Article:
Christmas Gifts, Part III {Unpaper Towels and Kitchen Wet Bag}

In a previous blog I covered the wet bag and unpaper towels that I made for myself. I decided to ...

How to make unpaper towels and a wet bag as a gift
In a previous blog I covered the wet bag and unpaper towels that I made for myself. I decided to do these a little different. First, I didn't use towels for one side of the unpaper towels. They're great for absorbency, but a little bulky and not particularly attractive. I wanted fabric that would be a little thinner and fold nicely. I also didn't add snaps or velcro... while this was great in theory (the snaps worked way better than the velcro), I use these way too fast to snap them together after every wash. SUCH a pain in the butt. No way. Folding these is the way to go.

As for the wet bag, I decided to make two straps so it wouldn't sag as much like mine did and the weight could be distributed evenly. Unpaper towels get heavy because they're used to soak up spills and such so it's helpful to have the weight distributed better than I did with my original bag. Again I didn't add a zipper, but I didn't do a draw string because it wouldn't look good with the two straps. The unpaper towels can still be thrown inside pretty easy the wet bag easily the way that I did it, but you can't close the bag up. This would be an issue if you were using the wet bag in another function, but it should be fabulous for the kitchen (I never close my kitchen wet bag).  


{Unpaper Towels}

The unpaper towels that I made are approximately 10"x10". The set for my dad and stepmom was a cotton fabric backed with white birdseye fabric because the cotton is leftover from the table runner I made her last year. It looks pretty awesome, but I used two layers of flannel for all the other sets because I'm more confident in the ability of flannel to soak up messes. I'm assuming my stepmom is going to end up using them more as napkins than she will as unpaper towels versus I think my mom and brother may use them as unpaper towels. I'm not sure any of them will really appreciate how awesome these are... I do realize my obsession with cloth everything may be excessive and unusual.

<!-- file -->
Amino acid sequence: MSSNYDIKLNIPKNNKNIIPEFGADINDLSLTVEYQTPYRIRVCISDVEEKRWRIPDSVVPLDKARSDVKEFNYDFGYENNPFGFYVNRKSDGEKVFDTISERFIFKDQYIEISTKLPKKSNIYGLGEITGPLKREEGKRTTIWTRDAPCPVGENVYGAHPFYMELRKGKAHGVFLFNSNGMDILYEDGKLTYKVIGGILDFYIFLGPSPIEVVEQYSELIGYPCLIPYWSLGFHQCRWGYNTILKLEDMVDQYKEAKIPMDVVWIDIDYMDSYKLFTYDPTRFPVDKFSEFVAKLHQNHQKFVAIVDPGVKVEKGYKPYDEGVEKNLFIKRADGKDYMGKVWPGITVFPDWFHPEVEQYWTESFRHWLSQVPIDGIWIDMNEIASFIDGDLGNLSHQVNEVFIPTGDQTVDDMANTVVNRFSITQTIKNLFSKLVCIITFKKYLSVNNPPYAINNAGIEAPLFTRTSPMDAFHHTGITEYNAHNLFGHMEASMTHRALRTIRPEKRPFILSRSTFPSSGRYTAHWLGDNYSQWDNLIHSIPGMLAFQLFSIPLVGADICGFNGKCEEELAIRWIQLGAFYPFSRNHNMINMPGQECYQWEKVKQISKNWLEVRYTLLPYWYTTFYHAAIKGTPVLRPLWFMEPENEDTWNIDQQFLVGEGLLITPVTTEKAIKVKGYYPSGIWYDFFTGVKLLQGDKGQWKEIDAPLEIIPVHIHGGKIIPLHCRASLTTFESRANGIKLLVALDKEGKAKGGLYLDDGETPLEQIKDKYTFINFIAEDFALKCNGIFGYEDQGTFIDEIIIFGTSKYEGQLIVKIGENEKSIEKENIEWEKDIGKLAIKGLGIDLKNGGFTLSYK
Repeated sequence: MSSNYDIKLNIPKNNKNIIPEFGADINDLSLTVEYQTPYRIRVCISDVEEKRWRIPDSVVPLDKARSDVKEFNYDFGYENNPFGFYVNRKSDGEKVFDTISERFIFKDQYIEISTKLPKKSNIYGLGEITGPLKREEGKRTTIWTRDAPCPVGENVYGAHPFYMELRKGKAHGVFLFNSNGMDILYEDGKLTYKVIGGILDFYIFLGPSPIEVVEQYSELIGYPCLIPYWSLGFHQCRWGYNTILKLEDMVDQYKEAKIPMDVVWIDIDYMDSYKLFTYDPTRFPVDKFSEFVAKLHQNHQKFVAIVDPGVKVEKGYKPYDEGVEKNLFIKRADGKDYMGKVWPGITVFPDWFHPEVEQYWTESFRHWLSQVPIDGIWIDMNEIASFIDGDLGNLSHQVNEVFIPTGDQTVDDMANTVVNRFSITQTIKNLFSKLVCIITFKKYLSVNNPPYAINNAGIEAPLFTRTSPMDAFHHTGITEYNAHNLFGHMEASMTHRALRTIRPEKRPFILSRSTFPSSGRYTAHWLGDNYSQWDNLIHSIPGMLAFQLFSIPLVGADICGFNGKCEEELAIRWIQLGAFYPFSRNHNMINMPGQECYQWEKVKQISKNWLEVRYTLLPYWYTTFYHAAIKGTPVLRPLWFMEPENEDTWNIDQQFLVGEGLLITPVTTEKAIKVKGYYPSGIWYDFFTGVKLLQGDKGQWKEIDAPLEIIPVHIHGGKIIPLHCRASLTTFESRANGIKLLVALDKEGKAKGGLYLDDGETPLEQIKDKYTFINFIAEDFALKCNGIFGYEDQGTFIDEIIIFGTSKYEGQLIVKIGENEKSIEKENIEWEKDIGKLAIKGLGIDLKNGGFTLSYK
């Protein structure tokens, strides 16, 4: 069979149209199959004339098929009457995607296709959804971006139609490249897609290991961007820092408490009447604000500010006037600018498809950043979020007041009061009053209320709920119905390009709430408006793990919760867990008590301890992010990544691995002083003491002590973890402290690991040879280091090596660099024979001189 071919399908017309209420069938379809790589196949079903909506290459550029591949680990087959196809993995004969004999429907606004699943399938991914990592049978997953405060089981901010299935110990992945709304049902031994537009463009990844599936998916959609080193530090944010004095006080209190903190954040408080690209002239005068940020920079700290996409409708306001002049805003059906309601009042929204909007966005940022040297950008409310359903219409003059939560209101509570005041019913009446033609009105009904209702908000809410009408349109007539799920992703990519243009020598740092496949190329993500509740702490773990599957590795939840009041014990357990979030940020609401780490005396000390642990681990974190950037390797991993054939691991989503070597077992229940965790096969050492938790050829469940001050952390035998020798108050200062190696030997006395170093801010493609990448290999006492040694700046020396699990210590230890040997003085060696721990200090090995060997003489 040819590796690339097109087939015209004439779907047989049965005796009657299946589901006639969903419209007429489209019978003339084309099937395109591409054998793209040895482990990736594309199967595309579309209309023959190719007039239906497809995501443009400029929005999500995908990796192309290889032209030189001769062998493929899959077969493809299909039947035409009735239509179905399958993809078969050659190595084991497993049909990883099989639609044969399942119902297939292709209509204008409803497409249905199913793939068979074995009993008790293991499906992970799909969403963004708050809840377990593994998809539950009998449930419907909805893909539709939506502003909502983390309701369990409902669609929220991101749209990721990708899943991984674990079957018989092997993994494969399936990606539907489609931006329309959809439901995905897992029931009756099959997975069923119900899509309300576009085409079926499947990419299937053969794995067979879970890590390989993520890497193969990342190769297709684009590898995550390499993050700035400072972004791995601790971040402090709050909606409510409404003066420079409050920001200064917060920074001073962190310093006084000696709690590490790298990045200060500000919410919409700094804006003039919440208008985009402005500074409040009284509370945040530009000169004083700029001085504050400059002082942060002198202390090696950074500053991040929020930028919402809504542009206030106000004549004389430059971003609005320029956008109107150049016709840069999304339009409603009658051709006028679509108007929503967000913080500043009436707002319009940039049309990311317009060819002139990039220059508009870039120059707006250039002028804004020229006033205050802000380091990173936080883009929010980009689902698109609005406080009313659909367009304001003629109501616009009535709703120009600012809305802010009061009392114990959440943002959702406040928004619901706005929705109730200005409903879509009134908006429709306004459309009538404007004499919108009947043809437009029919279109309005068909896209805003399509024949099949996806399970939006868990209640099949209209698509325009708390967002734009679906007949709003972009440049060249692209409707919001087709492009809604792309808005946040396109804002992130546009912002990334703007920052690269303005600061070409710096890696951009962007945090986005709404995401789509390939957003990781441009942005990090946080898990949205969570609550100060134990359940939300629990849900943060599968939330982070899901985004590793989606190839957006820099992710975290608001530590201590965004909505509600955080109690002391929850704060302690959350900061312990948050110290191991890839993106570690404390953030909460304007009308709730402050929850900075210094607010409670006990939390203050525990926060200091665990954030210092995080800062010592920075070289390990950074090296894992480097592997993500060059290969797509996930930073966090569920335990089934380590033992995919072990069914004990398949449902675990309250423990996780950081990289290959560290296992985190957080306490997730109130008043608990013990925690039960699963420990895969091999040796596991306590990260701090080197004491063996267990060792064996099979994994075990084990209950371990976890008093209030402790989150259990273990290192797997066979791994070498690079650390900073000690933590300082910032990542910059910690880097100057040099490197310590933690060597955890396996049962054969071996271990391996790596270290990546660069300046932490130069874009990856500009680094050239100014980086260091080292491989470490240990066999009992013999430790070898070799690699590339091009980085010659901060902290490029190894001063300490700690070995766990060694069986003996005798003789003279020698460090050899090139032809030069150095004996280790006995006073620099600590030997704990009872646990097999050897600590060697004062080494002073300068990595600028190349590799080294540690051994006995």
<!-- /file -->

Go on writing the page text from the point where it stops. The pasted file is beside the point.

For the flannel, I wanted to figure out the fastest way possible to get them done seeing I'm running short on time. I folded over the flannel, right sides facing, making sure it was 10" all along the way. Pin. Then I cut one big long strip, ensuring there was enough for a whole set with no leftover fabric. I sewed up the long edge, ironed it all flat, then cut the long piece into 10" squares. I sewed up both sides of each square, leaving a small area to turn. Turn, iron, topstitch. Finished. Feel free to ignore my advice and add snaps. Like I said, the snaps were too annoying to me to snap everything together every time I used them, even if they do look very cool like that. I have pictures of the finished product below with their matching wet bags.

{Kitchen Wet Bag}

Fabric cut out.
Okay so this will be a bit more confusing than how I did it last time.

Supplies:
  • Pul: 19"x14" rectangle, 3"x14" rectangle, 16.5"x14" rectangle
  • Outer Fabric: 19"x 14" rectangle, 3"x14" rectangle, 16.5"x14" rectangle, (2) 21.5" x 2.75"for the straps
  • Binding/Hem Tape: Two strips, 14" long
The shiny side of the Pul should be the very inside of the bag. Line up the smallest rectangles of Pul and the outer fabric (just like they'll be when the bag is finished), pin. Do the same with the medium size rectangles. Then pin the hem tape to the bottom long edge of the small piece and to the top long edge of the medium pieces. Sew on; this should sew the Pul and outer fabric together.


With binding sewn on.
All the pieces put together in order.
Make your two straps.

Take your large rectangle of Pul with the shiny side DOWN, lay your large rectangle of the outer fabric on top of it with the wrong side down. Then on top of this, lay out your small rectangles with the binding on the bottom, right side towards the bigger piece. Lay your medium rectangles similarly below the small rectangles. Do not overlap. Take your two straps and put them between the right sides of the outer fabrics, sandwiched between everything. Pin everything together and sew around the whole bag. Flip right sides out.

To sew the bag together, you'll be sewing on the shiny part of the Pul. This is difficult if you don't have a walking foot so either use a walking foot or use a piece of tissue paper OVER the Pul to sew, then rip the tissue paper off when you're all done. You can sew around the whole bag, sew over the part that has the straps a couple times to reinforce them, then clip the corners (just to make for better edges when you turn the bag right side out- don't clip where you sewed). Afterwards you can just turn your bag right sides out via the opening and you're done. I also top stitched my bag a little. Oh- last step, add snaps to the straps. 

I really like how these bags came out (pictured with the unpaper towels).


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DIY Danielle: Christmas Gifts, Part III {Unpaper Towels and Kitchen Wet Bag}
Christmas Gifts, Part III {Unpaper Towels and Kitchen Wet Bag}
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DIY Danielle
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